The Nicklebys: A Story for Catholic Children
by: Sue Felton

CHAPTER ELEVEN: The Adventurer

It is the middle of winter. Dad is lighting a fire in the wood heater in the lounge room. Edward and Joe are bringing in wood from the pile near the shed. Their noses and fingers are red with cold. There is a bitter wind blowing outside. But it is much warmer in the house. When the fire is burning, it will be wonderfully cosy.

Kate is baking muffins. Celeste and Lizzie are helping. Annie is sitting on a stool watching the girls. She is hoping to lick out the bowl. Mum says she will make hot chocolate. They are going to have afternoon tea in the lounge room around the fire.

Soon the fire is burning brightly. Dad places the guard around it to keep Annie from burning herself. Then everyone draws up their chairs around the coffee table, close to the roaring heat. Mum comes in with a tray loaded with the mugs of hot chocolate and the freshly baked muffins. "Don't get any crumbs on the carpet," she warns as she hands round the plates.

"It's just the right sort of day for story telling," says Kate. "Tell us about when you were a little boy, Dad."

The children love hearing stories about when Mum and Dad were children. "Tell us about your house, Dad!" Celeste begs.

"It was a tiny little house in the city," says Dad. "There was a living room and kitchen downstairs and three bedrooms upstairs. Granny and Grandpa had one bedroom and my four brothers and I shared the other two."

"Where was the bathroom, Dad?" asks Lizzie.

"We had a small washroom outside," answers Dad. "On cold days like today, it wasn't much fun going outside."

Lizzie thinks about their warm bathroom with the heating lamps. "Did you have to have a bath outside?" she asks.

"No," says Dad. We had a metal bath which Granny kept on a hook in the kitchen. When we needed a bath, Granny would put the tub in front of the fire and fill it with warm water." Everyone sits quietly for a moment, sipping their hot chocolate. They are thinking about the metal tub. Dad must be really old not to have had a proper bathroom.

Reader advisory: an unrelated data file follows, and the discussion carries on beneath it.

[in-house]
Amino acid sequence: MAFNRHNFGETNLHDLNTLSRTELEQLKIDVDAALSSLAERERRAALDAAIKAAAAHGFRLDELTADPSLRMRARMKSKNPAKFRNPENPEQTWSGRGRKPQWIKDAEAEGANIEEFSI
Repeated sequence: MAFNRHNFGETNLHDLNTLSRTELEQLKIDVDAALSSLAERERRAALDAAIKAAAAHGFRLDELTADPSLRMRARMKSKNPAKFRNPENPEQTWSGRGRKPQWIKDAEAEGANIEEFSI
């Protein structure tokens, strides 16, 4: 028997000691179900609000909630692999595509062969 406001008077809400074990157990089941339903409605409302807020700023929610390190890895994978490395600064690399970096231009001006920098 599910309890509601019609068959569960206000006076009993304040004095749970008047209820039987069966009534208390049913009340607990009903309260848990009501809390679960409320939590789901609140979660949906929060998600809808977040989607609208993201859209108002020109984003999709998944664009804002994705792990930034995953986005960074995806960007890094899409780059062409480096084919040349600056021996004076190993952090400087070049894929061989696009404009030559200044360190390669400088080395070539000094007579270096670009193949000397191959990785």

"Are you really old, Dad?" asks Celeste.

"No," laughs Dad. "It was the house that was really old, not me."

"I'd love to have a bath in front of the fire," dreams Celeste. "It would be much more fun than having a normal bath."

"It wasn't much fun for Granny," says Dad. "It was a lot of work filling the bath and then emptying it again. I think a long hot shower is much better."

"Did you live in a house with a bath on a hook too, Mum?" asks Joe.

Mum smiles. "No, we lived in a modern house. It wasn't as interesting as Dad's house. We had a rather boring bath with taps and running water."

"We once lived in a really interesting house that did have a proper bath but not always running water," remembers Dad. "It was when we were living in England. I was working there for a year. Edward and Kate were very little at the time.

"We had to find a house to rent," says Mum. She goes on to explain that the only house they could find was a huge old house in the country. It was a magnificent house with many rooms, a sweeping staircase in the middle and very high ornate ceilings. "It was a bit of a fairy tale house except for one thing," says Mum.

Everyone is listening closely. "It was cold," continues Mum. "Not ordinary cold but freezing cold. We arrived in the middle of a very bitter winter. Every room in the house had open fireplaces. We had to ask the coalman to deliver a huge load of coal. The house was so big that even the coal fires didn't keep the house warm."

"Getting up in the morning was the worst," remembers Mum. "It was awful having to get out from under all the blankets and get dressed. Every night the water in the pipes would freeze. The water wouldn't flow out the bathroom taps. So we had a proper bath but we didn't always have running water. It was so cold even the shampoo would freeze in the bottle." Everyone tries to imagine what it would be like to live somewhere so cold.

"It would be like living in a fridge," says Celeste.

"Actually, we didn't have a fridge," says Mum. "We didn't need one. We stored the milk on the stone floor of the pantry. The milk would freeze in the bottles. When we wanted to drink the milk, we had to thaw it out first."

"Wow!" says Celeste. "That sounds like a real adventure."

"Yes, it was," agrees Mum. "We were real adventurers exploring new places. It was difficult sometimes. It's not nice to be cold all the time. But I am glad we were tough enough to live in that old house. It was a unique experience. We have some wonderful memories and lots of stories to tell. It's like Dad and his metal bath. Not many people have done the same things as us."